Throughout Lent, we are looking at the big story from creation to resurrection. We started last week by thinking about the wonder of creation and our responsibility for it. I went back and forth on the theme for this second chapter of the story, but ultimately I chose disconnection because it seems to me to be the root of most of the problems we see in scripture and in the world. Conflict, greed, injustice...in every sin or crisis we can name, there is some element of disconnection, of relationship being broken. Whole and healthy relationships would not allow us to hate to the point of violence or to snatch at everything we can without caring what that leaves others or to treat those we should love as siblings as less than us.
In the story that we tell, the first point of disconnection is the fall, when Adam and Eve eat of the forbidden fruit and find themselves cast out of Paradise. I’m not interested for the moment in how literally we should take this story, because I think its truth lies in what it tells us about ourselves and our relationships. The temptation, the betrayal, the cover up, the consequences...these are stories that are played out over and over. Different times, different settings, but the same result. Disconnection.
Adam and Eve’s first act after they have eaten the fruit is to cover their bodies, and in this there is a disconnection from the self, a discomfort with the truth of who we are. And then they hear God in the garden and they hide themselves, and clearly here we see a disconnection from God, a desire to keep parts of ourselves secret from him. When God challenges them they each try to shift the blame, and here we see the beginning of a disconnection from others, a tendency to think as an individual and not as a community. And then they are thrown out of the garden and tilling the land becomes harder, and here we see a disconnection from creation, a sense of being out of step with the natural world and its rhythms.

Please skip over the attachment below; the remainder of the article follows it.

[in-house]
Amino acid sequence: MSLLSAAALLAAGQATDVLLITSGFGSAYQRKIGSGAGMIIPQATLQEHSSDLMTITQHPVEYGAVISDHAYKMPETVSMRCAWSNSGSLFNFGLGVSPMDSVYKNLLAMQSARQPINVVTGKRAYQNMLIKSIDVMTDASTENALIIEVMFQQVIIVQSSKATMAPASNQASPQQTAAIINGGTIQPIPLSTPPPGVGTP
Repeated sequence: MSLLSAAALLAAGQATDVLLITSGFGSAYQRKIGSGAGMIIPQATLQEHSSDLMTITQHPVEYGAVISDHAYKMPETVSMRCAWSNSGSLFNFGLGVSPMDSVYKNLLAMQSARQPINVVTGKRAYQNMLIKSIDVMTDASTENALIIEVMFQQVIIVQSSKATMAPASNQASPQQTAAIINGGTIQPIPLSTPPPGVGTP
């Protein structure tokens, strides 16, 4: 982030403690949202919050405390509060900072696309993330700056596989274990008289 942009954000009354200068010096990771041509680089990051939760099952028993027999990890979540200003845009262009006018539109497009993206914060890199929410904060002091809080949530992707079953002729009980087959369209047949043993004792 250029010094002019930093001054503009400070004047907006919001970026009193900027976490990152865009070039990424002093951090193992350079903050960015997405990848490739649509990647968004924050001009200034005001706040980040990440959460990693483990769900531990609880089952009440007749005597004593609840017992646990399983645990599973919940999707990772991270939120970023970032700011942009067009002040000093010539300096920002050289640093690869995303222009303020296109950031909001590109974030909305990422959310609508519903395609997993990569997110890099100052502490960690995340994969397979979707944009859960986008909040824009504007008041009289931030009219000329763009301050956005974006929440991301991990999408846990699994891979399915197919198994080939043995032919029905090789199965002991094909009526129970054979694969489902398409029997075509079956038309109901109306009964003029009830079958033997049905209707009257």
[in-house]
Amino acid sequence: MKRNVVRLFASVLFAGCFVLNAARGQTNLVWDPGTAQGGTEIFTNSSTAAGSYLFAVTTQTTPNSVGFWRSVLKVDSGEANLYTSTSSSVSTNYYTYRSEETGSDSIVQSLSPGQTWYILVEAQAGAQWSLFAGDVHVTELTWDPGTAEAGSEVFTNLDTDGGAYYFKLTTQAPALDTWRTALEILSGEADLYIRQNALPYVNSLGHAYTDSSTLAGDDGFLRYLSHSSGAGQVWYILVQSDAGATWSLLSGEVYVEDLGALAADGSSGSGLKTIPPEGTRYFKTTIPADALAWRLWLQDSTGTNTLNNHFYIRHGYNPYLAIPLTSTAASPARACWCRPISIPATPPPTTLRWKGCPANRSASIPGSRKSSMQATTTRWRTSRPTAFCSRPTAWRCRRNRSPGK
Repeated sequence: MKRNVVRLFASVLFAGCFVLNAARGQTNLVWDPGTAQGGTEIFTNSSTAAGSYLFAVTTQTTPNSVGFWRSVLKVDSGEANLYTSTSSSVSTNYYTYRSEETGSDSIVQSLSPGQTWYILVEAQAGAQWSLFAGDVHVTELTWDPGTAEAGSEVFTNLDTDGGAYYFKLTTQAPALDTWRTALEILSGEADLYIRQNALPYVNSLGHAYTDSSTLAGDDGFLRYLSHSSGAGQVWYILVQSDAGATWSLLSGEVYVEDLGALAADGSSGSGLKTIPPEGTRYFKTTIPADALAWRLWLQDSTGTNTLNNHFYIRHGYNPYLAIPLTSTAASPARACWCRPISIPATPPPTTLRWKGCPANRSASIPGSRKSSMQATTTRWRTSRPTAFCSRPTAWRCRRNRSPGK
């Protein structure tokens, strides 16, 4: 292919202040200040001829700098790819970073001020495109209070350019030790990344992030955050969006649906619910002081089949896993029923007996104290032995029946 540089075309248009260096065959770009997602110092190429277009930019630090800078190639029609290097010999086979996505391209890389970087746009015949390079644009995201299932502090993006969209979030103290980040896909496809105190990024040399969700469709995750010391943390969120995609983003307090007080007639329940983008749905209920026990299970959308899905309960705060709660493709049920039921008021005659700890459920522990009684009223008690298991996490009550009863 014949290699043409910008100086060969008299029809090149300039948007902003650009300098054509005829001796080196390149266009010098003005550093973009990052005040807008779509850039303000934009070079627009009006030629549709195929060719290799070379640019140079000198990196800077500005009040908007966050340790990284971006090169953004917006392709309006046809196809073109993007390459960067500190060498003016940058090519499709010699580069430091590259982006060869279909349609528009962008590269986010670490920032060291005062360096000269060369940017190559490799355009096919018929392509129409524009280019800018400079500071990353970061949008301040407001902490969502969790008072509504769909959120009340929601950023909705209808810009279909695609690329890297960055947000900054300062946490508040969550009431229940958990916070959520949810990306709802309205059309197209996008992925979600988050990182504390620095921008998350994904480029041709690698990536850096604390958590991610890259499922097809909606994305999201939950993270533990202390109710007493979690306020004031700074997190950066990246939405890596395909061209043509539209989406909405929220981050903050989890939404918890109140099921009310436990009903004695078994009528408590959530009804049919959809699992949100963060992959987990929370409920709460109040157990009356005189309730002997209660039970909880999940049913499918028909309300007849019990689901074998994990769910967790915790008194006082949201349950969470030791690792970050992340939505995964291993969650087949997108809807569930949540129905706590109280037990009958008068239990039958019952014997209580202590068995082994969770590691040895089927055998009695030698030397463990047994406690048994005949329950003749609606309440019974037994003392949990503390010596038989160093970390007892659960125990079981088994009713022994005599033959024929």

This sense of disconnection runs throughout Bible. A refrain in the book of Judges is “they did not know the Lord” and the consequence of that is often that “everyone did as they pleased”. This results in the horror of the final chapters, in which a concubine is chased down by the man she has tried to leave, is handed over by him to a gang of wicked men, is raped and abused repeatedly for a night, is left for dead on a doorstep, and is ultimately dismembered and sent to the twelve tribes of Israel so that the man who handed her over can seek vengeance, vengeance which includes the mass murder of the men of one tribe and the mass kidnap of the women of another. The people did not know God and so they did as they pleased, and what pleased them was rape and murder. Broken relationships with God led to broken relationships with others.
Of course that is an extreme example, but it is not isolated. We see the same disconnection in the prophets, as again and again they name the sins of the people as those things break relationships, and again and again they present the restoration of those relationships as the way out of the mess. Because that is what the call to justice is. It is a call to a way of living that recognises and honours our ties and our responsibilities to one another. It is a call to reconnect what has become disconnected.